The story on its own gets a 9 easy, only because of the lull in the middle. But this is a motion comic, and that affects things a bit. The acting is average, with some really deadpan line delivery where there should be emotion. And each arc is divided into minisodes that are made of each individual issue of the story, sandwiched by opening and ending credits that run three minutes together every ten or so minutes of story. That totals to over an hour of wasted time spent constantly interrupting the viewer throughout the feature.

Again, the story is top notch, but as a film, it loses points due to presentation.


The Video and Audio

The Blu-Ray sharpens the art and cleans up a bit of the noise versus the DVD copies. It’s still not quite on par to the pages themselves, but it’s not far off. However, it doesn’t stop how jerky and laughable some of the full-body motion looks.

The audio maintains the weaknesses found on the DVDs, namely the sound effects occasionally playing against dialog and rendering it inaudible. I’m actually a fan of Whedon’s dialog, so that’s a no-no.

Not only is the dialog occasionally inaudible, there aren’t any subtitles for when you can’t hear. I find it somewhat ironic that a comic book, which prints the dialog on the art itself, removes any possibility of text on screen even for those who can’t hear. It might as will print on the box “For subtitles, consult comic.”


The Packaging and Bonus Features

Unlike the DVD copies I’ve previously reviewed, this two-disc set comes with a selection of extras. One, a music video made up of the first issue and a half of the story, is forgettable. The other two, interviews and behind the scenes, are more notable.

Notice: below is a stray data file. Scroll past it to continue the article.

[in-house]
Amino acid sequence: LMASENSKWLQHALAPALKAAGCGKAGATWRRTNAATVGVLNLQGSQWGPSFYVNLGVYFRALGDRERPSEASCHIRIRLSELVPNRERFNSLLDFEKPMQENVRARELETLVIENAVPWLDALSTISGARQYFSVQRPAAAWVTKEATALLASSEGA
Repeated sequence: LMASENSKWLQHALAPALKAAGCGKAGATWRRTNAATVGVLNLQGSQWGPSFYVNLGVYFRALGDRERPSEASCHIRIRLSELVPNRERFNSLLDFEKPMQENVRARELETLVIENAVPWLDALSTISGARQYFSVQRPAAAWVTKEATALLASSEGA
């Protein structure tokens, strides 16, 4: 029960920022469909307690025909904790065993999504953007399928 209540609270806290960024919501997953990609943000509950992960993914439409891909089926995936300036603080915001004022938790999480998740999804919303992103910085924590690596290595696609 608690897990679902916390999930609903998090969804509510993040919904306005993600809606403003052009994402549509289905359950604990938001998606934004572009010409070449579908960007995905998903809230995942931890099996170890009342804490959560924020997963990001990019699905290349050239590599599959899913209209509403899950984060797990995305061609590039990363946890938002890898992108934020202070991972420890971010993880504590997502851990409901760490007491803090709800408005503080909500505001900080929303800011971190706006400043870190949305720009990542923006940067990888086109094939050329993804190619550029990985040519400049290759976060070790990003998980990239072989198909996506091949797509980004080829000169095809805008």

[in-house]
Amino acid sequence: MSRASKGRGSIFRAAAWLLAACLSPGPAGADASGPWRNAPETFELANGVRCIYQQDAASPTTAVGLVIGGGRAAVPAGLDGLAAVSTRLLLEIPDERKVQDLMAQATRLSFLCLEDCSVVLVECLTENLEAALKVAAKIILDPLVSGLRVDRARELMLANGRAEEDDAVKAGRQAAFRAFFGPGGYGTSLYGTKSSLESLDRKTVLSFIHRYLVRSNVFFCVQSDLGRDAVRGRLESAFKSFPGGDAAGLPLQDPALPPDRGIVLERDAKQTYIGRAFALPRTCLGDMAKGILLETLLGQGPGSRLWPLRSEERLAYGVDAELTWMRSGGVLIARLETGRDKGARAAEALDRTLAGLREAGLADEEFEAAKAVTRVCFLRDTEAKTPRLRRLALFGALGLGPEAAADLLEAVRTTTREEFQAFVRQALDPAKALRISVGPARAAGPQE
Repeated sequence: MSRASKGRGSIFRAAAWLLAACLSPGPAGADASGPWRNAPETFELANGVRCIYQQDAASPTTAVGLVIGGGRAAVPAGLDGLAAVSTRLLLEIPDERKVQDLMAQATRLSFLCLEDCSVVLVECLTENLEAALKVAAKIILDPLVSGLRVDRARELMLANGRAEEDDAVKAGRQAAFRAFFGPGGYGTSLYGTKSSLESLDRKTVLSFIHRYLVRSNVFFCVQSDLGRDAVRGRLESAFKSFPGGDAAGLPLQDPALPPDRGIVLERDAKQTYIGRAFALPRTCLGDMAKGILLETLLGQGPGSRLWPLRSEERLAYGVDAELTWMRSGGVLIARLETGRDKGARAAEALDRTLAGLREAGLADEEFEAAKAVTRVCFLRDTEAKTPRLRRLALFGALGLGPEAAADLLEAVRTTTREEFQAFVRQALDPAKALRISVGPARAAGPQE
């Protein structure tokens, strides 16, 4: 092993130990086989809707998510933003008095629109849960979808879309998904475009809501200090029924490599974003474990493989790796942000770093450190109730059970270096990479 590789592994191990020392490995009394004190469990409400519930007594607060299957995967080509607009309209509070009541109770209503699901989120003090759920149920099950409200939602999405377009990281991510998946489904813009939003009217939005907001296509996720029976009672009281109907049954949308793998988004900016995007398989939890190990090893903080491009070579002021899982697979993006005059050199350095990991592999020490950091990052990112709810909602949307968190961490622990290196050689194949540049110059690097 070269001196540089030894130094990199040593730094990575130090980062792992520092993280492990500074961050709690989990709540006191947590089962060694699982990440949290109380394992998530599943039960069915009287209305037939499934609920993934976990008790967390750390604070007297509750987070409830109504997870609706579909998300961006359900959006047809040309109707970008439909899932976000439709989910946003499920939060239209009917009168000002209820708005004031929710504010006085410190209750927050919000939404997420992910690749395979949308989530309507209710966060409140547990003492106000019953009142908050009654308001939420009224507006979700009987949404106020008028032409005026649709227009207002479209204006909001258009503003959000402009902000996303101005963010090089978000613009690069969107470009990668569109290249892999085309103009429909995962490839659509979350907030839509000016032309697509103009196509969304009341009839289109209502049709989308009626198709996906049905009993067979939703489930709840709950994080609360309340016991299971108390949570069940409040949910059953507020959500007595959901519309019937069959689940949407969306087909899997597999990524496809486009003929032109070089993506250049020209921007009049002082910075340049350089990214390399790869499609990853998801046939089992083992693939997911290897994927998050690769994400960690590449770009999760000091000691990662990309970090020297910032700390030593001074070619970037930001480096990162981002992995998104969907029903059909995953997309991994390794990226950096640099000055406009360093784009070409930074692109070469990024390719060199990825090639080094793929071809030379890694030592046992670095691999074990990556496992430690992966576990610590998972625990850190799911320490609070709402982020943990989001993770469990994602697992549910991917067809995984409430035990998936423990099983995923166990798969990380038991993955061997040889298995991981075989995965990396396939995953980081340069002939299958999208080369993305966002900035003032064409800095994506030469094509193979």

In a half-hour interview with Marvel Chief Creative Officer Joe Quesada and the first arc’s co-director (and comic artist in his own right) Neal Adams, Quesada discusses how the Whedon-Cassaday Astonishing X-Men came to be, which is an interesting tale. Adams goes on about how motion comic animation is a new and exciting medium, which feels too aggrandizing. The five-minute making-of featurette better sells the effort that goes into making what otherwise looks like cheap animation.


Overall (Not an Average)

Astonishing X-Men, the Whedon and Cassaday run that’s adapted into this collection, is a landmark work in X-Men stories and comics in general. It’s a great title even for those not familiar with the X-Men. Especially for those not familiar with the X-Men. Unfortunately, thanks to poor presentation, average-at-best acting, and inaccessibility to the hearing impaired, I cannot recommend THIS presentation of Whedon and Cassaday’s now-classic tale of our merry mutants. Thankfully, this title is easily found in its original print format through various trade collections.

If you are determined to watch this on a big screen though, this Blu-Ray set is the way to go. Skip over the DVD releases if you haven’t seen them already. The sharper image quality and extras make this one something you can admit to owning, so there’s that.


The Review
The Movie 7/10
The Video and Audio 4/10
The Packaging and Bonus Features 6/10
Overall (Not an Average) 5/10